Of course this does not mean that she uses only one herb a day. To explain this, she talks about her four divisions of herbs—although a surprise fifth division comes up before the class is over, lending support to the idea that nature abhors organization. The four main divisions are nourishing, tonifying, stimulating/sedating, and potentially poisonous. She might eat an apple (nourishing), a salad with motherwort vinegar (tonifying), lay her head on a lavender dream pillow to relax (sedating). Potentially poisonous herbs, like poke, might also be used if an emergency occurred on that same day.
Another very important message Susun gets across in this talk is the danger of powdered herbs served in capsules, “the least effective, most cost-prohibitive way to use herbs.” And, like special mixes, where you can’t tell which herb is helping you, a consequences of what Susun calls the herbal marketplace.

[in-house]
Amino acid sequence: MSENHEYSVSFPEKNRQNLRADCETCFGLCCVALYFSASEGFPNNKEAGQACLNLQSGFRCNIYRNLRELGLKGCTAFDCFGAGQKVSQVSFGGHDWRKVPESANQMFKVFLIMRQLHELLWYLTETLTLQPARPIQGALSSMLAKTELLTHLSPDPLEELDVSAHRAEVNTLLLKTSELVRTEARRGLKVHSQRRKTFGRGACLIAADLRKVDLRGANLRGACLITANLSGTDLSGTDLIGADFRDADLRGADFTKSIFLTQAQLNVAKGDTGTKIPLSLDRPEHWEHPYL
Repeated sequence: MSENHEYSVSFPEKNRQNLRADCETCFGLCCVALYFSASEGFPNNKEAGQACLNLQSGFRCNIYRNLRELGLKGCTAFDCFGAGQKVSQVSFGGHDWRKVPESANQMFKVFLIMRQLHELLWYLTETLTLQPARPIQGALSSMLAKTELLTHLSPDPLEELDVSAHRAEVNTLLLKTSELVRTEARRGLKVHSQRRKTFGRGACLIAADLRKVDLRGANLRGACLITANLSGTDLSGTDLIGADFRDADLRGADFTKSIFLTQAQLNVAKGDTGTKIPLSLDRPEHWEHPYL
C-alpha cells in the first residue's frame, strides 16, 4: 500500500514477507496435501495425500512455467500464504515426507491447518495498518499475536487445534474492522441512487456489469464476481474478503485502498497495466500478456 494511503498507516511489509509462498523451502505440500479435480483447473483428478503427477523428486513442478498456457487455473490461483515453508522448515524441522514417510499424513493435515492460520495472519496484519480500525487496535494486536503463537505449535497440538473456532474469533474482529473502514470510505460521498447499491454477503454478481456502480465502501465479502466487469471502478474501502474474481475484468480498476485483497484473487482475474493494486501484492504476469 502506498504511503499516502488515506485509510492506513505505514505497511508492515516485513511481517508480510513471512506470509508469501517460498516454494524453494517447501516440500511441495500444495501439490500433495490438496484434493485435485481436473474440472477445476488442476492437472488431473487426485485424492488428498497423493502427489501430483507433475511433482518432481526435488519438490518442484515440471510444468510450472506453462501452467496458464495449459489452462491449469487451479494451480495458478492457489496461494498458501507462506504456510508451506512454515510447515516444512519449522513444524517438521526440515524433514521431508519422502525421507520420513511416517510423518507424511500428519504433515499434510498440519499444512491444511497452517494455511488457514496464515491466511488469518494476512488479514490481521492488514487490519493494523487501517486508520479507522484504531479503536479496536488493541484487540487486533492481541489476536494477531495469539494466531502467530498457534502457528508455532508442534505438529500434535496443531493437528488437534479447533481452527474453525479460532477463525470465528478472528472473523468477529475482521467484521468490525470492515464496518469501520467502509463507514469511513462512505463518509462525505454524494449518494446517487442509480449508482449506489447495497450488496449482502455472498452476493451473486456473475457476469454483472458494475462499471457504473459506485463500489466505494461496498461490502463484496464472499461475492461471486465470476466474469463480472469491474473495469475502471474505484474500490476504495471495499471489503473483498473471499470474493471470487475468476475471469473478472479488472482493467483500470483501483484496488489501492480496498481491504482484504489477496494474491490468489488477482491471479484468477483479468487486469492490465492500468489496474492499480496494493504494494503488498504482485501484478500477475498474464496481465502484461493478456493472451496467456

Much more information is available in this basic 2 CD set such as the liver protecting benefits of milk thistle, the fallacy of “cleansing” and fasting one’s body, and why your tongue pushes food up against the soft palate when you swallow.
So far I’ve really only covered one of the two stories Susun tells in this talk to help explain how we use herbs. She also goes into great detail about the differences between allopathic medicine and homeopathic medicine. You may be surprised to find out which side of that dichotomy you come down on. You can also find out why she believes flower essences are like email sex.
This informative CD set is very appropriate for someone just beginning to use herbs for health. It also has new ways of viewing the use of herbs that would enlighten even an experienced hand. I was delighted to discover that on this CD, I could clearly here every question asked by the audience. And if you get bothered at the beginning of the CD by what sounds like a wind noise, don’t despair. It goes away quickly.
So hang on Monica-Jean. Keep stuffing those dandelions in the jar, and pouring that olive oil over the comfrey. You’ll be four, soon, and we’ll be right behind you.